Margaret Sanger, "Letter to Mother Earth," Apr 1916.

Source: " A Letter from Margaret Sanger, Mother Earth, Apr. 1916, pp. 492-93 Margaret Sanger Microfilm, Collected Documents Series C1:132."


A LETTER FROM MARGARET SANGER

THERE seems to be general dissatisfaction among the readers of MOTHER EARTH over the result of my trial.

Many of them have written me that the law remains unchanged. That any man or woman may still be rushed into prison, whose case may not be "dismissed."

True--all too true.

The Socialists have been telling us this for years. They have been telling us that "direct action" does not accomplish anything until the laws are changed."

You have taken an interest in my trial. You have written letters to Judge Dayton, U.S. Dist. Attorney and other officials requesting the dismissal of my case-You have pleaded the Cause of Birth Control thru thousands of letters to these officials-you have been heard-the authorities dismissed the case, as you requested-and now you are disappointed and "mad" at ME because they did it.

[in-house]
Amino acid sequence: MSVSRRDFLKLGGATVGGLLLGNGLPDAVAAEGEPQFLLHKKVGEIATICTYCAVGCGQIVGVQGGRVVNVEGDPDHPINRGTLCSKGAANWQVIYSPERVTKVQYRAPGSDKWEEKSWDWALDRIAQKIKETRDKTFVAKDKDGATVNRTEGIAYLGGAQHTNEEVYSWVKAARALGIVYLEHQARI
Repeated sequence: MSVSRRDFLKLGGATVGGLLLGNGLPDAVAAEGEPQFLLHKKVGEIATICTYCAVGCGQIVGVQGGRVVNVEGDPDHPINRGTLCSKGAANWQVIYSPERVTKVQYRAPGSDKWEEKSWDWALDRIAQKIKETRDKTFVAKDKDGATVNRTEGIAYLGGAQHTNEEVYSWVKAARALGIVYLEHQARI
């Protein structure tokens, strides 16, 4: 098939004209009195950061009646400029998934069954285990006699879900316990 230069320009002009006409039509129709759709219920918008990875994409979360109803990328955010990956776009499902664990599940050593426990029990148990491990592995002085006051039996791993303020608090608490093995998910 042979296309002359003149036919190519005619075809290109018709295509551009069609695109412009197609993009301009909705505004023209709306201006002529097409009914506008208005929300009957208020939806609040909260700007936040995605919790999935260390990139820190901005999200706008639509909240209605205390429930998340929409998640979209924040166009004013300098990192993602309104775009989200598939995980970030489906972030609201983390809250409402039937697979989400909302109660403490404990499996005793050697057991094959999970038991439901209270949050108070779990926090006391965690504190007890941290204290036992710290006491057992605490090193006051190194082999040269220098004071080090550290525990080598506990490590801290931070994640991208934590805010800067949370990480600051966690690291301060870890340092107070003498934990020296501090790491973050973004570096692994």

I made no requests of the authorities: on the contrary I informed them, before the case was dismissed, that I should continue my work until working women in America should have the same freedom to get Birth Control knowledge as the women of wealth.

I have tried to tell you that going into jail or staying out of it was of slight importance to me. My work--my Cause, is the cry of anguish which comes to me from the women of the Cotton Belt-the cry of working women tortured with the dread of child bearing and begging for relief from it. I am free and have relieved nearly three hundred of these women in the past four weeks: to continue to do this work-via direct action-is my Cause.

William Sanger went to jail-the law remained the same-I did not go to jail-you say the law remains the same. Then the Socialists must be right. Will Emma Goldman's trial change the law, or will it serve as William Sanger's and my case has served-as precedents only? Opinions expressed by several prominent members of the legal profession have been to the effect that the "dismissal" of my case by the Government is of far greater value as a precedent than an acquittal by a jury.

Comrades-let's on with our work and stop quibbling.

M.H.S.


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Copyright, Margaret Sanger Project


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